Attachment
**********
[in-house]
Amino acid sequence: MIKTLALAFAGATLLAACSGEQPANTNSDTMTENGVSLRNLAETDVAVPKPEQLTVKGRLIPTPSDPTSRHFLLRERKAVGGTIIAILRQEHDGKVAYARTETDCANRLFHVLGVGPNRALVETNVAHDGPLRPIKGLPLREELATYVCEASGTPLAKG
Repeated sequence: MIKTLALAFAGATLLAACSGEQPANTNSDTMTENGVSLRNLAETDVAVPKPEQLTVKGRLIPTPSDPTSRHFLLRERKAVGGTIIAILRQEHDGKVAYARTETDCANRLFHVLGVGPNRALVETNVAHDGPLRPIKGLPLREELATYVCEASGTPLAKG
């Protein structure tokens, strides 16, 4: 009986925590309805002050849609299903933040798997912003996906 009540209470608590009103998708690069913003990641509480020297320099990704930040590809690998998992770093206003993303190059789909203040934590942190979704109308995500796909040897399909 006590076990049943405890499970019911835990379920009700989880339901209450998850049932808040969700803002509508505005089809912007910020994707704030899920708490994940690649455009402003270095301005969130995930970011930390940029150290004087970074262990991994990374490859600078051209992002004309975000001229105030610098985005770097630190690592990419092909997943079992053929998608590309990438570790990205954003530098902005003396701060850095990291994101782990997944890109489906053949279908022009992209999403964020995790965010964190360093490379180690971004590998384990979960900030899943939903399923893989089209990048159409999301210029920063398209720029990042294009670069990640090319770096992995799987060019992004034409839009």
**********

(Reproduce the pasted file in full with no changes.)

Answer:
[in-house]
Amino acid sequence: MIKTLALAFAGATLLAACSGEQPANTNSDTMTENGVSLRNLAETDVAVPKPEQLTVKGRLIPTPSDPTSRHFLLRERKAVGGTIIAILRQEHDGKVAYARTETDCANRLFHVLGVGPNRALVETNVAHDGPLRPIKGLPLREELATYVCEASGTPLAKG
Repeated sequence: MIKTLALAFAGATLLAACSGEQPANTNSDTMTENGVSLRNLAETDVAVPKPEQLTVKGRLIPTPSDPTSRHFLLRERKAVGGTIIAILRQEHDGKVAYARTETDCANRLFHVLGVGPNRALVETNVAHDGPLRPIKGLPLREELATYVCEASGTPLAKG
């Protein structure tokens, strides 16, 4: 009986925590309805002050849609299903933040798997912003996906 009540209470608590009103998708690069913003990641509480020297320099990704930040590809690998998992770093206003993303190059789909203040934590942190979704109308995500796909040897399909 006590076990049943405890499970019911835990379920009700989880339901209450998850049932808040969700803002509508505005089809912007910020994707704030899920708490994940690649455009402003270095301005969130995930970011930390940029150290004087970074262990991994990374490859600078051209992002004309975000001229105030610098985005770097630190690592990419092909997943079992053929998608590309990438570790990205954003530098902005003396701060850095990291994101782990997944890109489906053949279908022009992209999403964020995790965010964190360093490379180690971004590998384990979960900030899943939903399923893989089209990048159409999301210029920063398209720029990042294009670069990640090319770096992995799987060019992004034409839009």